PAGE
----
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In summary: I won't say.In summary, after spending 6 hours trying to prove that the endomorphism ring of a simple module is a field, the conversation ultimately concluded that the result is not true. The conversation explored different possibilities and potential counterexamples, including using Schur's lemma and looking at finite modules. However, it was ultimately found that the construction in question is not an isomorphism of rings and does not result in a field.

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So every simple module that I've looked at so far has an endomorphism ring that is actually a field. What I'm looking for is a simple module whose endomorphism ring ismatt grime said:

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How about this: suppose D is a division ring that is not commutative (eg the quaternions), then look at

http://www.maths.warwick.ac.uk/~rumynin/rings2002/notes/node29.html

http://www.maths.warwick.ac.uk/~rumynin/rings2002/notes/node29.html

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the hint in that page made me wonder if there is an isomorphism [itex]\operatorname{End}_R(R^R)\cong R[/itex]. But that seems unlikely to me. the cardinalities probably don't even match. I'm going to play with it some.matt grime said:

http://www.maths.warwick.ac.uk/~rumynin/rings2002/notes/node29.html

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Hence Hom(R,R) seems to be isomorphic to R as left R module, whether R abelian or not. Now check the ring structure. I.e. does xy got to the composition?

well xy(t) = txy. while y(t) = ty, and x(y(t)) = tyx, oops.

bah, i never enjoy non commutativity.

OK trythe map R -->Hom(R,R) taking x to the map t-->x(t) = xt.

then it should take xy to (xy)(t) = x(y(t)). hence multiplication goes to composition.

well anyway, it is apparently not true that Hom(R,R) is commutative when R is not.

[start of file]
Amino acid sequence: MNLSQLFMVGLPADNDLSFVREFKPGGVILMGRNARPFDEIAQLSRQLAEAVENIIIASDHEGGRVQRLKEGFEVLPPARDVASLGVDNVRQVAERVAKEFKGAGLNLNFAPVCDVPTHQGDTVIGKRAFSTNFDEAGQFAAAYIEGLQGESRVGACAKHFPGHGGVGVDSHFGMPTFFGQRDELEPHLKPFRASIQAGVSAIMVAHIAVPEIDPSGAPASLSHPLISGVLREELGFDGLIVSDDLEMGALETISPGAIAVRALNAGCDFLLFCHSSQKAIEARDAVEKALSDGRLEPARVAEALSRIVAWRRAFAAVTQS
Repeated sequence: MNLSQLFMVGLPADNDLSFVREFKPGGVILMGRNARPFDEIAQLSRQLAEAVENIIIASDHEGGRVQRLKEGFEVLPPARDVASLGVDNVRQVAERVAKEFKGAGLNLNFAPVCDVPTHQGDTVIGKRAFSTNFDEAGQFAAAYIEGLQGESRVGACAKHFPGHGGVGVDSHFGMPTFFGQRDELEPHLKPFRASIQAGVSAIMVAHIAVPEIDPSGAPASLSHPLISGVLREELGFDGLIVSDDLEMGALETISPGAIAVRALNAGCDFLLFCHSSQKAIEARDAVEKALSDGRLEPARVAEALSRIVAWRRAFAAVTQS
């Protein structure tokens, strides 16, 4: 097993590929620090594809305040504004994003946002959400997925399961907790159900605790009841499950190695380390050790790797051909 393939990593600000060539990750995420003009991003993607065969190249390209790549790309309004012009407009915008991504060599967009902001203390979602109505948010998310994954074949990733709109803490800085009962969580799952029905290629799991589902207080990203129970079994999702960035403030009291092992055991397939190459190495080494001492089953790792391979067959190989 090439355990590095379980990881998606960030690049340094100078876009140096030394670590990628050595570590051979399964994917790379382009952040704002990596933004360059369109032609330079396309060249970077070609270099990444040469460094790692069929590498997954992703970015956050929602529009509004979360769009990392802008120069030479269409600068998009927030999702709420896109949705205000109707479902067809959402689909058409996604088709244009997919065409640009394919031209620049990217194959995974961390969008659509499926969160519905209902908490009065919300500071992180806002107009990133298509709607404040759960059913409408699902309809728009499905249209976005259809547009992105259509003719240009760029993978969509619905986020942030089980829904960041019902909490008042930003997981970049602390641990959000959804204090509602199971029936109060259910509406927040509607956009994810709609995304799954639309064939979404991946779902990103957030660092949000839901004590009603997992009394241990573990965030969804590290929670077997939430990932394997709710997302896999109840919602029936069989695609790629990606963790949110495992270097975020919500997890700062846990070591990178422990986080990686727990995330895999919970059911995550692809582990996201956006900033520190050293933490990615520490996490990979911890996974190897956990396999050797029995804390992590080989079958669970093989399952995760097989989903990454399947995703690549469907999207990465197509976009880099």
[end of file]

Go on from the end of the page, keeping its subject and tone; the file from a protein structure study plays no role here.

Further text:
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Some books also say, way back in the beginning, that all rings will be commutative!

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mathwonk said:for one thing some definitions of "field" do not include commutativity

I want fields commutative and rings noncommutative. So I'm looking for a simple module whose endomorphism ring (which is necessarily a division ring) is not a field (so is not commutative).Hurkyl said:Some books also say, way back in the beginning, that all rings will be commutative!

I presume it will have to be a module over a non commutative ring, though I'm not positive.

I didn't follow everything else you wrote yet, mathwonk, I'm still working through it, but I'm going home now, and I wanted to say that I've checked it now, and in the case that [itex]R=\mathbb{Z}_2[/itex], [itex]\operatorname{End}_R(R^R)[/itex] has order 16, so it is definitely not isomorphic to R

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in the case of R = Z/2Z there are two endomorphisms, zero and the identity, hence End(R) certainly IS isomorphic to R.

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Well, I didn't get that from your post, I got the idea that R was isomorphic to End(R^R) from as an (incorrect) possibility from the question in the page that matt grime linked above. It says that R^R simple implies R is a division ring, and I know that the endomorphism ring of a simple module is a division ring, so I just guessed that maybe the endomorphism ring of R^R would be R. But yes, it's simply not true.mathwonk said:you have the object in question written wrong. the point is that End(R) is isomorphic to R, not End(R^R).